Janet Henfrey (Mrs. Pitt) Last appeared in Doctor Who as Miss Hardaker in The Curse of Fenric. She had a part in the revamped version of Randall and Hopkirk (deceased), a show that featured the work of a large number of people who went on to work on Doctor Who.  She’ll next appear with matt Smith in the film adaptation of Pride and Prejudice (and Zombies).

John Sessions (Gus) was a regular panelist on the original British version of Whose Line is it Anyway, and is a recurring guest on QI.  He’s done quite a lot of voice work for Doctor Who, in the Big Finish audio plays and the webcast Death Comes to Time.  He’ll be playing Hunpty Dumpty in the upcoming Alice in Wonderland sequel.  He joins a growing number of well-known actors to lend their voice only to the series.

THE MONSTER FILESThe Foretold is a wonderful example of taking a classic monster and giving it a modern sci-fi twist.  The Doctor has seen his share of Mummies in the past.  The Osiran race took up residence on Mars (a very popular planet in the series’ history) and influenced the growth of Egyptian culture, an influence that attempted to make a jump to the present in Pyramids of Mars. We’ve seen other classic Universal monsters as well – werewolves in Victorian England (Tooth and Claw) alien races who were quite pleasant when they weren’t in their alternate form (The Greatest Show in the Galaxy) and various other wolf-like transformations like from Inferno and Planet of Evil. He even met Frankenstein’s Monsters, albeit only an android copy, in a disused fun fair during The Chase.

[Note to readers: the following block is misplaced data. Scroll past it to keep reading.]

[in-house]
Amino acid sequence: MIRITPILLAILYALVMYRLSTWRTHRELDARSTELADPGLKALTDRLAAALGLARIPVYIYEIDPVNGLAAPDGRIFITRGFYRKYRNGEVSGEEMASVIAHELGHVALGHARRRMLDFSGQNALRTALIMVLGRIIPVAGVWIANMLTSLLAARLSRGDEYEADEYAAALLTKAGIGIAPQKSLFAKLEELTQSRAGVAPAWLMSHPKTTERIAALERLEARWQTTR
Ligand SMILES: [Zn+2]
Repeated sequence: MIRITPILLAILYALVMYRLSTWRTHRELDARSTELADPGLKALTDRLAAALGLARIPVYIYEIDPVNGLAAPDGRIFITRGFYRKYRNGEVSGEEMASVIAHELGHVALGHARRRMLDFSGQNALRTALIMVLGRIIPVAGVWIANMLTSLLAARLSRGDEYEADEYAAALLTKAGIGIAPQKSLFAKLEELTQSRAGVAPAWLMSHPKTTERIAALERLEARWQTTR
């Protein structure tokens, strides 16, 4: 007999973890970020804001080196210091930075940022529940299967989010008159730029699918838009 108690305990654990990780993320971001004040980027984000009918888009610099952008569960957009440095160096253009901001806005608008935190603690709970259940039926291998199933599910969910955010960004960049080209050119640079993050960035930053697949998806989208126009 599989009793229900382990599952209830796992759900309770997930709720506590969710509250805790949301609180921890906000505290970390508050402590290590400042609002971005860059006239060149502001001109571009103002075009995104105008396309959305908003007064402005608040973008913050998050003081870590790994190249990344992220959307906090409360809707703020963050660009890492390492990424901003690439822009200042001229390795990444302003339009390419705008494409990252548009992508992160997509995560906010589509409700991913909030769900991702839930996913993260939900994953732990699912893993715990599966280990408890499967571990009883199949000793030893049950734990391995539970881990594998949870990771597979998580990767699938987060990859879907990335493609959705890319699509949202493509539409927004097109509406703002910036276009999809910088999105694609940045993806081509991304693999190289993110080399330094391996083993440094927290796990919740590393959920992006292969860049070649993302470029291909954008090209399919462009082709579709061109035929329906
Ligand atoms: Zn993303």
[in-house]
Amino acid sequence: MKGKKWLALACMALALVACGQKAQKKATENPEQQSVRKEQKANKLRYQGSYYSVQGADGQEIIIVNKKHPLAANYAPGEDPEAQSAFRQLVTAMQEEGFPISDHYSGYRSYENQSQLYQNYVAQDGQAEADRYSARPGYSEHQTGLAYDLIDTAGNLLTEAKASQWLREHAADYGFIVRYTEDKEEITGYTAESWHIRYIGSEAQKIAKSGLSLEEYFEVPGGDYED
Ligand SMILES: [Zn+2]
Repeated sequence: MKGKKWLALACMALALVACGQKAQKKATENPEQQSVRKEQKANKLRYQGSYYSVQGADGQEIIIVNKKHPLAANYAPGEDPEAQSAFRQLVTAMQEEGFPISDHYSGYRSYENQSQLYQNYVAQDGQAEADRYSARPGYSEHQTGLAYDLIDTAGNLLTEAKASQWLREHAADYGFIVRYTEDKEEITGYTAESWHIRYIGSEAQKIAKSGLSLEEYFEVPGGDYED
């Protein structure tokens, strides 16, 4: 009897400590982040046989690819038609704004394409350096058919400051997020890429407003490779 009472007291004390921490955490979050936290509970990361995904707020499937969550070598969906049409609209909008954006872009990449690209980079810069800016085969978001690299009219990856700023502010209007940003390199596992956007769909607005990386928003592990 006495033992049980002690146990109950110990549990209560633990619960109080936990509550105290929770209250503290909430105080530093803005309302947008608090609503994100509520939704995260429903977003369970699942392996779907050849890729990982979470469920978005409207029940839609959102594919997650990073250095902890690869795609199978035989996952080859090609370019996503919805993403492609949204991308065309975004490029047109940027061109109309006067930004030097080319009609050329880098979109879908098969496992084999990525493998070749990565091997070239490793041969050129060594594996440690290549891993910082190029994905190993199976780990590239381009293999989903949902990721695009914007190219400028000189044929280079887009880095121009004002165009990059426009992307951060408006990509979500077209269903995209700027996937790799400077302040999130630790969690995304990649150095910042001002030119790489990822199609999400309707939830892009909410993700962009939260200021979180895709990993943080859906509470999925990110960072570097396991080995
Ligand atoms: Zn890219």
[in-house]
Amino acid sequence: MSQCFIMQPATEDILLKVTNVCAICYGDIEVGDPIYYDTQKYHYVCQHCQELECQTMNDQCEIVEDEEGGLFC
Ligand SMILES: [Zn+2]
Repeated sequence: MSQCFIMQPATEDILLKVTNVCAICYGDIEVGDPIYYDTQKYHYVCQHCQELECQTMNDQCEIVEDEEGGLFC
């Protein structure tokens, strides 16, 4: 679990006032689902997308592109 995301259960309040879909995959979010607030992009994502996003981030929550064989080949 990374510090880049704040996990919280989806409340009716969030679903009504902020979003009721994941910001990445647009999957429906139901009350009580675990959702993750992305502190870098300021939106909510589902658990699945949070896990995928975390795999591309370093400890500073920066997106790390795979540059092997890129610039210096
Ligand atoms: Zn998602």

FoxesKILL THE QUEEN! – The lounge singer performing what is by now a centuries old song (“Don’t Stop Me Now” by Queen) which is certainly supposed to represent the contemporary music of the period of the original Orient Express is a callback to Lady Cassandra playing a “traditional ballad” during The End of the World, namely Britney Spears’ “Toxic”.

BOW TIES ARE…WELL… – The Doctor is wearing a bow tie again, but it’s the style he wore back in the Hartnell years, keeping with the style of dress he’s been wearing all season.